ASRock H77 Pro4/MVP £70

19th Jun 2012 | 10:30

ASRock H77 Pro4/MVP

Budget-priced and feature-rich, a welcome H77 debut from ASRock

TechRadar rating:

4 stars


Great feature set; Very competitively priced;


Faster H77 boards exist; Thin PCB;


With the usual big brand suspects rolling out motherboards based on Intel's H77 chipset, it's time for something a little different in the form of the new ASRock H77 Pro4/MVP.

In the past, ASRock had a reputation for quirky and rough around the edges - if competitively priced - motherboards. These days, ASRock still does things a little differently, but its boards are much more polished and still offer great value.

The ASRock H77 Pro4/MVP is a great example. Ostensibly it packs in pretty much everything the Asus P8H77-M Pro has, but brings a little more flexibility and expansion to the mix, thanks to its ATX rather than MicroATX form factor, and all for around £20 (about $30) less.

In fact, even compared to the Gigabyte H77M-D3H, which is a lot thinner on features, the ASRock H77 Pro4/MVP is cheaper, if only by £5 (about $7.50).

Priced at £70 (around $109), the ASRock H77 Pro4/MVP certainly looks like the most cost-effective way to get yourself a motherboard fully optimised for Intel's latest Ivy Bridge generation of PC processors.

Vital stats
Chipset - Intel H77
Socket - Intel LGA 1155
Graphics support - Intel integrated, PCIe 3.0, CrossFireX, Lucid Virtu MVP
USB 3.0 - Two ports plus header
Multimedia - VGA, DVI, HDMI, 5.1 sound, optical, S/PDIF


Like other motherboards based on the Intel H77 chipset, serious overclocking isn't an option with the ASRock H77 Pro4/MVP. Unfortunately, you don't have full access to the CPU multiplier. So, what we're looking for is solid performance at stock clocks.

That's pretty much what it delivers. Admittedly, it's a little off the pace by most of our benchmark metrics. But we're talking about fractions of a frame per second rather than anything you'll notice in the real world. There are one or two ways where you can see how ASRock has cut costs. But raw performance isn't one of them.

Professional rendering performance

ASRock H77 Pro4/MVP Benchmarks

Video encoding performance

ASRock H77 Pro4/MVP Benchmarks

Gaming performance

ASRock H77 Pro4/MVP Benchmarks

Memory Bandwidth

ASRock H77 Pro4/MVP Benchmarks

Peak power consumption

ASRock H77 Pro4/MVP Benchmarks


ASRock likes to do things a little differently, and there's no change here with its first H77 board.

For starters, while the ASRock H77 Pro4/MVP's form factor is the full ATX width, it's a little shallower in depth. The PCB (printed circuit board) is also a little thinner than most motherboards.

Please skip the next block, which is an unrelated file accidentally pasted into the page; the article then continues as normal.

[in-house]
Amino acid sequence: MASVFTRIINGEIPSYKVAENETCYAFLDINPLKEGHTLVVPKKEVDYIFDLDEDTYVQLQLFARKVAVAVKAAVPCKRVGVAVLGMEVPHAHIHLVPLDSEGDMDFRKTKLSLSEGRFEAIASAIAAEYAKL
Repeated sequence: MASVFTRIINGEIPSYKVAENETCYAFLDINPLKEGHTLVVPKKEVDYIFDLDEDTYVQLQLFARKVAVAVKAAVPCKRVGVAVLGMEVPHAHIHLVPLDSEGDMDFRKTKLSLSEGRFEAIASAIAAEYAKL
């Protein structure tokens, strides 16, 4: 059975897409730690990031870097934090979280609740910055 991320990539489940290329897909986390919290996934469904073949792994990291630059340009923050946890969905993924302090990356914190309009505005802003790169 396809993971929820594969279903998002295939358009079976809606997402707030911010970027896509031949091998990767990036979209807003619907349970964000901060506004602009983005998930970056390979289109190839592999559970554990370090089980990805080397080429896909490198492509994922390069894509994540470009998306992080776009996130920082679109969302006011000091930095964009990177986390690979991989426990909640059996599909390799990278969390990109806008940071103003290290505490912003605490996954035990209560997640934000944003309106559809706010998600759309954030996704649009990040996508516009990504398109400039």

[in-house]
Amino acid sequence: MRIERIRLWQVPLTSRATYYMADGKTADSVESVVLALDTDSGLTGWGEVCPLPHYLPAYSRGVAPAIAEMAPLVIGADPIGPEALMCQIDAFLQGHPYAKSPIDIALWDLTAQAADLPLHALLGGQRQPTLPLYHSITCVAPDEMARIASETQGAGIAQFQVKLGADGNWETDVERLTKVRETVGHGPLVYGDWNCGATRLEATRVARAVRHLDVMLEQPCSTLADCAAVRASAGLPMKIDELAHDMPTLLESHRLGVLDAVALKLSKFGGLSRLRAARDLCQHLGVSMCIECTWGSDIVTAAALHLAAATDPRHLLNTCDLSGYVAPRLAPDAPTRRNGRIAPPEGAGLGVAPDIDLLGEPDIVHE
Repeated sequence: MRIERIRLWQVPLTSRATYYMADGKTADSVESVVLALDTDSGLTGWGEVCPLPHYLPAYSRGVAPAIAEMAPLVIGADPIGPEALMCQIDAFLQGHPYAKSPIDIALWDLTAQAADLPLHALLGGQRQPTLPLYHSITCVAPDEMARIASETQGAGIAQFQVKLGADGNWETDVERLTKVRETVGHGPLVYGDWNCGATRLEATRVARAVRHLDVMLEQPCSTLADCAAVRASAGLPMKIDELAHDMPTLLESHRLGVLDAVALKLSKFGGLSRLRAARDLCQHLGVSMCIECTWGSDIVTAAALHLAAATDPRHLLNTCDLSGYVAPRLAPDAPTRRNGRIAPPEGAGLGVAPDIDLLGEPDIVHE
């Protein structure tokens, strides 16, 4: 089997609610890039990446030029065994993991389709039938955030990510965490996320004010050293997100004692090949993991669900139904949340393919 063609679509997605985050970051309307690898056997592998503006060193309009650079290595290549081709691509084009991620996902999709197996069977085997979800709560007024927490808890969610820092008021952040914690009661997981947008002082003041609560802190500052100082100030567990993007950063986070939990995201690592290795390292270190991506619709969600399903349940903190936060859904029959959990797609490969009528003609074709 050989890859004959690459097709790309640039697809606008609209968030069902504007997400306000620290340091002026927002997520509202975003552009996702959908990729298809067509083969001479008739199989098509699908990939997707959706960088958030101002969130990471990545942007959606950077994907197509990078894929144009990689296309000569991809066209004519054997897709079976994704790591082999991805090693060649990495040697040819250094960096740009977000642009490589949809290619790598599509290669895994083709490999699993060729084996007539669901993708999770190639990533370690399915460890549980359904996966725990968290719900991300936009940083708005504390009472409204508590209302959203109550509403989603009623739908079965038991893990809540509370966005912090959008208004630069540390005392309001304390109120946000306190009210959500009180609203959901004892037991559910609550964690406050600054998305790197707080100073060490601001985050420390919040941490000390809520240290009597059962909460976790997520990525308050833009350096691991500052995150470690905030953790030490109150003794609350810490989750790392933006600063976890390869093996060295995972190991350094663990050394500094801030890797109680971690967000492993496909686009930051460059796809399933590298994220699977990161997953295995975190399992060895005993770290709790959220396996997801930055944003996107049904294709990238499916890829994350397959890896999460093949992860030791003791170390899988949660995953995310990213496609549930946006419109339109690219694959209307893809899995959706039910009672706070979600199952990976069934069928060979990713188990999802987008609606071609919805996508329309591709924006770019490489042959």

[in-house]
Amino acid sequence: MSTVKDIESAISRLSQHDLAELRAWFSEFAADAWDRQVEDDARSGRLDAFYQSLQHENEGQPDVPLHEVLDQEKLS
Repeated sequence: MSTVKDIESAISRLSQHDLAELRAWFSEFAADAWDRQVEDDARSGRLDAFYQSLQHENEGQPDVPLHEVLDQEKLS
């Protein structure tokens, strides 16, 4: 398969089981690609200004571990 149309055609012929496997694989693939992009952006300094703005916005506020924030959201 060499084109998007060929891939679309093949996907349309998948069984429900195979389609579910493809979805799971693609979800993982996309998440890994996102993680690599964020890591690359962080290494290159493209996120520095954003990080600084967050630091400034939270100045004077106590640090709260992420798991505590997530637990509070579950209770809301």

Both of these measures, we would guestimate, help shave a few pennies off the production cost, and in turn help the ASRock H77 Pro4/MVP deliver more features for less money than the competition. But are there any downsides?

We liked

Put simply, ASRock gives you more features for less money.

You get a full-width ATX board with a few extra expansion options, a nice GUI-enabled UEFI Bios, an extra pair of SATA 6Gbps ports thanks to an add-in chip and all the standard Intel H77 goodness in a very affordable package.

We disliked

Quantifying likely longevity with any brand new product is a tricky business, but the ASRock H77 Pro4/MVP's thin PCB isn't hugely confidence inspiring.

Strictly speaking, it's not the quickest Intel H77 motherboard out there, even if the performance gap is very small.

Final verdict

The ASRock H77 Pro4/MVP's funky form factor is just fine. It enables more expansion options in the form of a trio of legacy PCI ports and shouldn't present any installation issues.

As for the PCB, well, in the very long run, a thinner board is more likely to distort. In extreme cases, this can impact how the board operates.

Moreover, when it comes to things such as preventing interference and delivering a nice stable power supply, a thicker board with more layers is usually better. Then again, overclocking is not on the menu for any Intel H77 board, so those issues are a lot less critical than they might have been.

Instead, the fact that you get nearly all the features offered by more expensive H77 models, such as the Asus P8H77-M Pro, makes for a very attractive proposition.

That includes Lucid's Virtu MVP software and therefore support for running a discrete GPU in parallel with Intel's integrated graphics and Quick Sync video transcode feature.

It's also fun to see quirks such as mounting holes for older, though still effective, LGA775 coolers. Whether you make use of that sort of thing or not, it's a nice reminder that ASRock treads its own path rather than following the crowd.

Build quality doubts aside, the ASRock H77 Pro4/MVP is a lot of H77 action for the money.

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